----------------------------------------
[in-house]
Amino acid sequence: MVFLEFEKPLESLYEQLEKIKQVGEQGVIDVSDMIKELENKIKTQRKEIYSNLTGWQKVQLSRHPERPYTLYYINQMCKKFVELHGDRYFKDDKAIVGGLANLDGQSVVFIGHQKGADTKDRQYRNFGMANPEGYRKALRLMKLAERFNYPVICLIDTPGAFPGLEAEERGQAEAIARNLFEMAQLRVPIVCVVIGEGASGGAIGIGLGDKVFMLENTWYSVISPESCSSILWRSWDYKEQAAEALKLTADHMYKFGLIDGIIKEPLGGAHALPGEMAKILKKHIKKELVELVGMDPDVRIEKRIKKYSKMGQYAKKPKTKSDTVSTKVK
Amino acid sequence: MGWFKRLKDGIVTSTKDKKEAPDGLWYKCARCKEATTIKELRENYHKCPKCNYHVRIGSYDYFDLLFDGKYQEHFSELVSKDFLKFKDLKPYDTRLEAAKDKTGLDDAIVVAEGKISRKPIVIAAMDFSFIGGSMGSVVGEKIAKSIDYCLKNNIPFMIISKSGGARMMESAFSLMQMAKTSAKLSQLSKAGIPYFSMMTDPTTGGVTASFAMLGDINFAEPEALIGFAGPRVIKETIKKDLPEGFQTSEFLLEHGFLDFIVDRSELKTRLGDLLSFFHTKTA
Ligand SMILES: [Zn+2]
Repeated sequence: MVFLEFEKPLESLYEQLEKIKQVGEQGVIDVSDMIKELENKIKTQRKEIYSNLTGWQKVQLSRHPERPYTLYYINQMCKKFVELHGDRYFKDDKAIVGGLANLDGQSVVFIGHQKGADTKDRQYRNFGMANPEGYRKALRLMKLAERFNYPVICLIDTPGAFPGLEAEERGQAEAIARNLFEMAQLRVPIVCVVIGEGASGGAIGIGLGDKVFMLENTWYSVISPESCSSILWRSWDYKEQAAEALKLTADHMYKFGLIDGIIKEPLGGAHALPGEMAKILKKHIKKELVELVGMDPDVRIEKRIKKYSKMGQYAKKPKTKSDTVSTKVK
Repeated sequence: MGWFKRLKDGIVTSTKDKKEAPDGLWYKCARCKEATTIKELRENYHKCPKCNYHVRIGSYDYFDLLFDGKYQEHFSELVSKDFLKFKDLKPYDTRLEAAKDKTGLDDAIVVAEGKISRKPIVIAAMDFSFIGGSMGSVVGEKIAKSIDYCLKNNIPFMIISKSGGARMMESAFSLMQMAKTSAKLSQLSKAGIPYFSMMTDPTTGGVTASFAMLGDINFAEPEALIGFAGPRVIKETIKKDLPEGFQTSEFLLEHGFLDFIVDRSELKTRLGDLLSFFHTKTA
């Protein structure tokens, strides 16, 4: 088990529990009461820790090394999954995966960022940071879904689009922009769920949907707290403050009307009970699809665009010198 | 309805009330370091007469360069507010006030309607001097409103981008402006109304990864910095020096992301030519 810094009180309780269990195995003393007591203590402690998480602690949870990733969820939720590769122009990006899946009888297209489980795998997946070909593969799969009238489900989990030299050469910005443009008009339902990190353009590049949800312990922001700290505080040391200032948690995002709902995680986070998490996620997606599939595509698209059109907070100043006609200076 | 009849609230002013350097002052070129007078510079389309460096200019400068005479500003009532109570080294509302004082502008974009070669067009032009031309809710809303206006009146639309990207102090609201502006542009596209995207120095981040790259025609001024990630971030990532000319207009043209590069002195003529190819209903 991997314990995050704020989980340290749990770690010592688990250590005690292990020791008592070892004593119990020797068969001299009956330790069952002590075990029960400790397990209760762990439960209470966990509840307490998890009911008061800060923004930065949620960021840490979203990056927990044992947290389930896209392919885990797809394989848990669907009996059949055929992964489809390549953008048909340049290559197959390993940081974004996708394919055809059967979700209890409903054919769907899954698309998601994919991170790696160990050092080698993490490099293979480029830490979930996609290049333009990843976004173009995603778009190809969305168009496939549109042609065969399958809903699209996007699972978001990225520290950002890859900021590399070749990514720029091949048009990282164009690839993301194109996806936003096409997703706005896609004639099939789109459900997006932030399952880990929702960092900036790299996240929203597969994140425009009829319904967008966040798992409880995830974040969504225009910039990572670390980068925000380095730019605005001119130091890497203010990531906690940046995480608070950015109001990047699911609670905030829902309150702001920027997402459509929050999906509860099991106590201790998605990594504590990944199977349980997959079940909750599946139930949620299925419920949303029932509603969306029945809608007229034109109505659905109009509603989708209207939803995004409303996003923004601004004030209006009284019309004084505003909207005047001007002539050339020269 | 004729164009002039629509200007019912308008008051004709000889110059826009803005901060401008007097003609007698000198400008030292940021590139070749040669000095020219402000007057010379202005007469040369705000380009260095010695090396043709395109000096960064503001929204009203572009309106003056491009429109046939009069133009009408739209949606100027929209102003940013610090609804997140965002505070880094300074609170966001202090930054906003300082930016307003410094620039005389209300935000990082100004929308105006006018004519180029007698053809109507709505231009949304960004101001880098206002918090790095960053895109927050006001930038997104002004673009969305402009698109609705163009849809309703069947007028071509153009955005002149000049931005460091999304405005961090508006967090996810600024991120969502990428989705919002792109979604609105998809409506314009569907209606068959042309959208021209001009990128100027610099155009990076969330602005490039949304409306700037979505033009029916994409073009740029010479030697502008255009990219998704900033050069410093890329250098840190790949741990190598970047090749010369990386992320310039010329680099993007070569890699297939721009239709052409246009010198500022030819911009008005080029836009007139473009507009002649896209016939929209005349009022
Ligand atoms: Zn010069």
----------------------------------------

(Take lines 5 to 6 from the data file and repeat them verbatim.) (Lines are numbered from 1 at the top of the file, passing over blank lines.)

Repeated sequence: MVFLEFEKPLESLYEQLEKIKQVGEQGVIDVSDMIKELENKIKTQRKEIYSNLTGWQKVQLSRHPERPYTLYYINQMCKKFVELHGDRYFKDDKAIVGGLANLDGQSVVFIGHQKGADTKDRQYRNFGMANPEGYRKALRLMKLAERFNYPVICLIDTPGAFPGLEAEERGQAEAIARNLFEMAQLRVPIVCVVIGEGASGGAIGIGLGDKVFMLENTWYSVISPESCSSILWRSWDYKEQAAEALKLTADHMYKFGLIDGIIKEPLGGAHALPGEMAKILKKHIKKELVELVGMDPDVRIEKRIKKYSKMGQYAKKPKTKSDTVSTKVK
Repeated sequence: MGWFKRLKDGIVTSTKDKKEAPDGLWYKCARCKEATTIKELRENYHKCPKCNYHVRIGSYDYFDLLFDGKYQEHFSELVSKDFLKFKDLKPYDTRLEAAKDKTGLDDAIVVAEGKISRKPIVIAAMDFSFIGGSMGSVVGEKIAKSIDYCLKNNIPFMIISKSGGARMMESAFSLMQMAKTSAKLSQLSKAGIPYFSMMTDPTTGGVTASFAMLGDINFAEPEALIGFAGPRVIKETIKKDLPEGFQTSEFLLEHGFLDFIVDRSELKTRLGDLLSFFHTKTA